It’s no news that Donald Trump is arguably the most controversial president ever in US history and that includes the Monica Lewinsky versus Bill Clinton fiasco and Richard Nixon’s suspected involvement in burgling the Watergate Complex in Washington.
Using his twitter handle @realDonaldTrump as his pedestal, he constantly doles his thoughts on subject matters ranging from African immigrants to the wall between the US and Mexico.His responses to criticism follow the same path of blocking the accounts responsible. We can only guess the 45th American president is taking the quote ‘See no evil (in this case, criticism), hear no criticism’ a little too seriously. He also seems to disregard the last clause of ‘speaking no evil (in this case, criticism)’.
The American people, and the public at large decided to seek legal action against the president’s constant bullying behaviour on Twitter. According to one twitter user, “If he says bullshit, he should be ready to be criticized for saying bullshit”. Trump had been sued by the the Knight First Amendment Institute at Columbia University on behalf of multiple Twitter users for blocking them after they critiqued him for his supposedly ‘free’ speech on Twitter. His blocking them, they argued, was in clear unconstitutional violation of the first amendment, which prevents congress from restricting free exercise of freedom of speech, of establishing a religion or abridging the press’s free speech or the right of the people to arguably assemble, and petition the Government.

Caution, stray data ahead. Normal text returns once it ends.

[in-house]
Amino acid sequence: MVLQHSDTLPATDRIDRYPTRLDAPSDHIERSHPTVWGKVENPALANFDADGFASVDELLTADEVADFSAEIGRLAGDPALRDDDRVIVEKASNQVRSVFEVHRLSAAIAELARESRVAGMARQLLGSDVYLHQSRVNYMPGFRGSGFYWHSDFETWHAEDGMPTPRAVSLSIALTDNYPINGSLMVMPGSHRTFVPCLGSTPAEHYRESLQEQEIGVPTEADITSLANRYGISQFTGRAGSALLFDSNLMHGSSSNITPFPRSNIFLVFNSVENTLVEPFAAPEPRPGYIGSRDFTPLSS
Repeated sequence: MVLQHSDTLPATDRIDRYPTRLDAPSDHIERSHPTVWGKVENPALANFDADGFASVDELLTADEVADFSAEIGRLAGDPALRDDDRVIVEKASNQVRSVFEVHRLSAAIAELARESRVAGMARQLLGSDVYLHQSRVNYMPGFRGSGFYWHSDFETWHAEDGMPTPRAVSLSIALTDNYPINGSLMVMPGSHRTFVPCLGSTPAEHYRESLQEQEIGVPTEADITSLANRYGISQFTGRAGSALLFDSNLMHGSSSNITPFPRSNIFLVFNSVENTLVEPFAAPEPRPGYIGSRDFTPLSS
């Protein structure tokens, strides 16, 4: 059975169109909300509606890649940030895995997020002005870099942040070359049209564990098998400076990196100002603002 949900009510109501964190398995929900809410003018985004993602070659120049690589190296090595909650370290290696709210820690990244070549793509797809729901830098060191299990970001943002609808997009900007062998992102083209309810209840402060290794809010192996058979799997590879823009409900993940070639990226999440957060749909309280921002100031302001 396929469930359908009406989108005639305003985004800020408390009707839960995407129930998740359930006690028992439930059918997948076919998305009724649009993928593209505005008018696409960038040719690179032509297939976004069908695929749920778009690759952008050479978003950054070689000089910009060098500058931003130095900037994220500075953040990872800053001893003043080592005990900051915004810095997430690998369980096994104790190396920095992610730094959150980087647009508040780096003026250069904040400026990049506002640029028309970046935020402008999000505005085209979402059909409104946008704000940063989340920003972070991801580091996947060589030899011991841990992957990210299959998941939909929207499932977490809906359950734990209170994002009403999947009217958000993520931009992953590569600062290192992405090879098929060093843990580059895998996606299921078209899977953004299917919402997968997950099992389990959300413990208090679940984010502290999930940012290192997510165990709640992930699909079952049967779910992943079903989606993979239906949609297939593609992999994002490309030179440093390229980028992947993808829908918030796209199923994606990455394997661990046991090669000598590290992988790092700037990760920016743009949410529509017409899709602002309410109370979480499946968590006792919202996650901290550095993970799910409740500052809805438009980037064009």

Rightly so, Twitter serves as platform to indeed petition and question Donald Trump’s sometimes controversial statements.
U.S. District Judge Reice Buchwald ruled that Trump’s actions were indeed unconstitutional, as Twitter is a public forum.
The ruling read:
“We hold that portions of the @realDonaldTrump account — the ‘interactive space’ where Twitter users may directly engage with the content of the President’s tweets — are properly analyzed under the ‘public forum’ doctrines set forth by the Supreme Court, that such space is a designated public forum, and that the blocking of the plaintiffs based on their political speech constitutes viewpoint discrimination that violates the First Amendment.
In so holding, we reject the defendants’ contentions that the First Amendment does not apply in this case and that the President’s personal First Amendment interests supersede those of plaintiffs.”
The court described “the Cyber Age” as “a revolution of historic proportions” that may “alter how we think, express ourselves, and define who we want to be.”
The main aim of Knight Institute v. Trump is not to alter how anybody thinks but to place emphasis on the fact that Twitter is a forum that Trump regularly uses to conduct the business of government. He therefore cannot, in consistency with the Constitution, block users from engaging with his tweets on the basis of their political views. Mark Joseph Stern in his article for Slate says “There’s no reason this well-established principle should not apply robustly to a president who has decided to make and enforce federal law through Twitter”.
With an unflattering amount of capital letters, exclamation points and spelling errors, and from his crude comments on family separation policies to slamming CNN, name – calling North Korea’s Kim Jong Un and his famous(now deleted) ‘covfefe’ tweet, Trump’s use of social media especially Twitter has definitely elicited a wide range of reactions from his audience. This ruling is an extraordinary victory for free speech, and is bound to staunch Trump’s efforts to prevent his critics from engaging him online. It also goes to confirm that @realDonaldTrump doesn’t speak as a private citizen, but in his official capacity as president of the United States of America, and should therefore be held accountable for all his statements.